Plenty of material is freely available on the internet to help preview the upcoming baseball season. Most of the information is redundant and basically useless. Today, I am going at three of my favorite sources for a different perspective not found anywhere else. While each does cost a bit, each is well worth it in my opinion. (Note: I have not been compensated by the three sources to write this article. It is totally my opinion)
I will start from the cheapest to most expensive
While this option is fantasy centered, it gives a short player preview on each player's page.
The part I like best is the previous profiles to see how the player projected over the past five seasons. Going back through each of Butler's previews, they keep mentioning if only his power can eventually turn into home runs. Times never really change.
In addition, all the past fantasy preview articles and any FanGraphs written ESPN Insider articles are available.
Cost: Almost two premium ballpark beers
This book is 351 pages in length and goes into a exacting detail on the possible starting pitcher. Paul Sporer does the player previews while Doug Thorburn looks at each pitcher's mechanics. Here is Vargas's intro:
Jason Vargas (31 years old) - Vargas wanted nothing to do with hitters last year. He had the most pitches "away" to batters among lefty starters at 59.6 percent of the time. To righties, it was the fastball (52.2%) and changeup (36.6%) that peppered the outer part of the zone. To lefties, it was the fastball (59.1%) and curveball (29.7%). Righties still pummeled the fastball (1064 OPS), but they struggled mightily against the changeup (430). Lefties didn't quite kill the heater, but still had success (853) while also flailing against the secondary pitch, in this case the curve (442).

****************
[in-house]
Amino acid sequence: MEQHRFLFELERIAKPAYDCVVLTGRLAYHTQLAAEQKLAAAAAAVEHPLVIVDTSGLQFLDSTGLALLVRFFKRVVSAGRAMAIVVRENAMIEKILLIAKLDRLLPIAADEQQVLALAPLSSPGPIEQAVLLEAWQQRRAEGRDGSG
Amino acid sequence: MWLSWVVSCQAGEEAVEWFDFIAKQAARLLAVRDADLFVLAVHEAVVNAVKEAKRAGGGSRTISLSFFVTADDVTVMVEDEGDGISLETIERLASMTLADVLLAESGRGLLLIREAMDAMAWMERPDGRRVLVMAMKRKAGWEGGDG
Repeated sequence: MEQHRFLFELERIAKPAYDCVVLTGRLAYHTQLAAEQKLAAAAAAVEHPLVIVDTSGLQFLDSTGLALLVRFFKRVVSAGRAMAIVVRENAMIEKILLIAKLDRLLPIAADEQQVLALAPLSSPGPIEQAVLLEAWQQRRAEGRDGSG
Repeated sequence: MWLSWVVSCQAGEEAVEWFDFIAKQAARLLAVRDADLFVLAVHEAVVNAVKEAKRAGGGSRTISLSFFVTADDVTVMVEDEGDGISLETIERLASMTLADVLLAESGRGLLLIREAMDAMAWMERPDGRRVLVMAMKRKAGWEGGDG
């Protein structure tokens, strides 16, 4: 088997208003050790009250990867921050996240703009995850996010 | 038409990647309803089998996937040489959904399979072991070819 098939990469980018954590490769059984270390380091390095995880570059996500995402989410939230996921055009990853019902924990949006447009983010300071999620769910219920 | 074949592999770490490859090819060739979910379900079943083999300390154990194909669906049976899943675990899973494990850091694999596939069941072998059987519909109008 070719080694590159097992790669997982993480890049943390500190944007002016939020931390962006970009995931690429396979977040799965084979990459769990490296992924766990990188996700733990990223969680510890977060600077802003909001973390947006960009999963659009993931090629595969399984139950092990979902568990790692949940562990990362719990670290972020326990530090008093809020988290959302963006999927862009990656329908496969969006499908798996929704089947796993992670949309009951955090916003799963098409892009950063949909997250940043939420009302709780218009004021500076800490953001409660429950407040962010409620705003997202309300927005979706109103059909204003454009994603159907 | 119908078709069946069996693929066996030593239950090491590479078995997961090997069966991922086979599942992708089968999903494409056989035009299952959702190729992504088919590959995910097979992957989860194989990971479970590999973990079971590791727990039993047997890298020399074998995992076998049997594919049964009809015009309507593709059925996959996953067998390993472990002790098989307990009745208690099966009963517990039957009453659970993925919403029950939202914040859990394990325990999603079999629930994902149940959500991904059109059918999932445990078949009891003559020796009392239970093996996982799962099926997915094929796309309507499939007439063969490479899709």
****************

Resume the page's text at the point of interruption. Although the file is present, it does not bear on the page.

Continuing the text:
If a person loves to digest too much information on starting pitching, this is the source for them. It isn't just the main MLB starters. The number of starters examined is deep which includes such pitchers as Lamb, Almonte, Adam and Dwyer.
Cost: Two premium ballpark beers
Just a classic source which should be acquired each season and is a must buy for anyone interested in prospects. Where else is a person going to find out that Samir Dunez "... is one of the best pure hitters in the [Royals] organization and polished enough that he has a shot at making the jump to low Class A Lexington.." Or Daniel Rockett (great name BTW) "...could been drafted soley on the high light reel of catches."
It goes 30 prospects deep for each organization with a decent write up on each player. Additionally it reviews the previous season's draft. This book is just a great bathroom reader.
Well, those are my three must reads for the upcoming season, does any one else have any other recommendations?